Bubble wrap is one of the most economical options, and works great if you’re shipping items in a box with little extra space. Packing peanuts are another cost effective option and work well for a wide variety of box shapes and sizes. In particular, packing peanuts are great for filling extra space within a box to absorb shock. The downside to packing peanuts is they can get a little messy and sometime, are not recyclable. Below is a breakdown of some of the most popular options.
- Pros: Cost effective, easy to use, easy to cleanup, easy to wrap around products, works especially well for square/uniform shaped items, good for lightweight items
- Cons: Not very effective for filling extra space within a box
- Pros: Cost effective, great for filling empty space within a box, absorbs shock within a box, good for lightweight items
- Cons: Messy, may not be effective for extremely heavy packages. If using recyclable or biodegradable packing peanuts, peanuts will melt if any leaks happen during package transit.
- Pros: Form fitting to individual items, good for a variety of different shapes, high level of protection, good for heavier items
- Cons: Can be expensive and foam machines have high set-up costs.
Once you have your box and loose fill material, it’s time to put it all together! First, fill the bottom of the box with a little bit of fill material, at least 1″ thick. Place the item in the center, and cover with more fill material until it’s well cushioned in the box. For most items, you will want to wrap them in a protective material such as bubble wrap or paper. This is particularly true for extremely delicate items or odd shaped products (like cupcake soap!).
Before securing your box with tape, give it a good shake to make sure the items inside are secure and do not move within the box. Use a sturdy plastic or reinforced paper tape to seal the center of the box. In general, duct tape is not recommended for shipping boxes as duct tape tends to peel away from porous materials like cardboard. Some prefer to be extra cautious and seal all the seams with tape. Using the tape to seal all the edges is known as the “H-tape” method, as the tape will create an “H” shape on the box’s surface.
Considering Hot and Cold Temperatures
If you’re sending your items during the holiday season, chances are you don’t need to worry about heat damaging your items. But if you’re shipping in a hot climate you may want to take extra precautions to ensure your recipients receive their items in mint condition. These steps include packing heat sensitive items with ice packs, shipping with an expedited option and performing a “ship test.” Check out the Soaping in the Summer Heat blog post for more tips on shipping items in hot temperatures.
Luckily, cold temperatures do not negatively affect homemade bath and beauty like extreme heat. Many products can freeze and thaw without major side effects. How your products react to extremely cold temperatures will depend on your unique recipe. Cured cold process soap can freeze and thaw without major problems (you may find it sweats a little). When melt and pour soap freezes and thaws, the soap may produce glycerin dew. Read more about glycerin dew (and how to prevent it) here.
Emulsified products (products made by emulsifying oil and water together, like lotion) are heat sensitive. When lotions freeze and thaw, the emulsification may break and the lotion can separate. This also applies to other emulsified products, such as heavier creams and scrubs. Oil + wax balms are also heat sensitive (this includes lip balms and lipsticks) and need more TLC for shipping during the summer than during the colder months. If your product is sensitive to humidity (such as bath bombs) you may want to include moisture absorbing silica packets in your box as well. If you’re unsure how your product will react to extremely cold temperatures, you may want to place your product in the freezer for 2-3 days and allow it to thaw at room temperature. This will give you a good idea of what will happen when your product comes in contact with cold temperatures during shipping.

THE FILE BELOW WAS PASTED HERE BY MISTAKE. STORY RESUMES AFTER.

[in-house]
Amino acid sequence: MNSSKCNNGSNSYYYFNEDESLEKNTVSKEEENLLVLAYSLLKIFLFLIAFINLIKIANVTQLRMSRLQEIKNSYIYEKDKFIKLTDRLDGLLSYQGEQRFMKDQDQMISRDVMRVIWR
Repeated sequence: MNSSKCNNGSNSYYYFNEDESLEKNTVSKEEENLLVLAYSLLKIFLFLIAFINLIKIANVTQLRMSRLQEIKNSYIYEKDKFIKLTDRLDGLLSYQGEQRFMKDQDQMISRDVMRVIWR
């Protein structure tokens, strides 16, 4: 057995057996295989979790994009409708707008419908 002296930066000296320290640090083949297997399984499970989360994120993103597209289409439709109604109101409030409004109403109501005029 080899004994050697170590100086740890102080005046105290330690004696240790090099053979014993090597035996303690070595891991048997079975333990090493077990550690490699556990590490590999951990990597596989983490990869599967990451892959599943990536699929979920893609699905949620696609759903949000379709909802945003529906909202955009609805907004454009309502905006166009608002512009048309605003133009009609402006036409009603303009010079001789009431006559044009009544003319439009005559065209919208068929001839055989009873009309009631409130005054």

Inform Your Recipients
The last piece to make sure your items safely arrive to their destination, is to inform the recipients. Packages can get left at alternative entrances such as back or side doors. This may cause the package to sit in the hot sun or rain for several days. Your recipient may prefer to have their package sent to an office space, or to a friends house where it can be received immediately. In addition, if you are selling your items that are heat or cold sensitive, you may consider encouraging your customers to choose expedited, 2-day, or overnight shipping. Customers may also be able to sign up for FedEx and UPS services that will text or email them the status of their orders and their locations.
Shipping homemade beauty products can be a little stressful. After all, you put so much hard work into making it, and want your recipients to receive them in tip-top shape. But with a little planning ahead and plenty of protective material, shipping is simple. It’s also a learning process; the more you package and ship items, the better you’ll get at it! This post only scratches the surface, and I encourage you to chat with other soapers to learn what packing and shipping techniques work best for them. In particular, the Teach Soap Forum is an amazing resource for reaching out to other soapers and small business owners.
If you have any tips or tricks for safely packaging your items, I would love to hear them.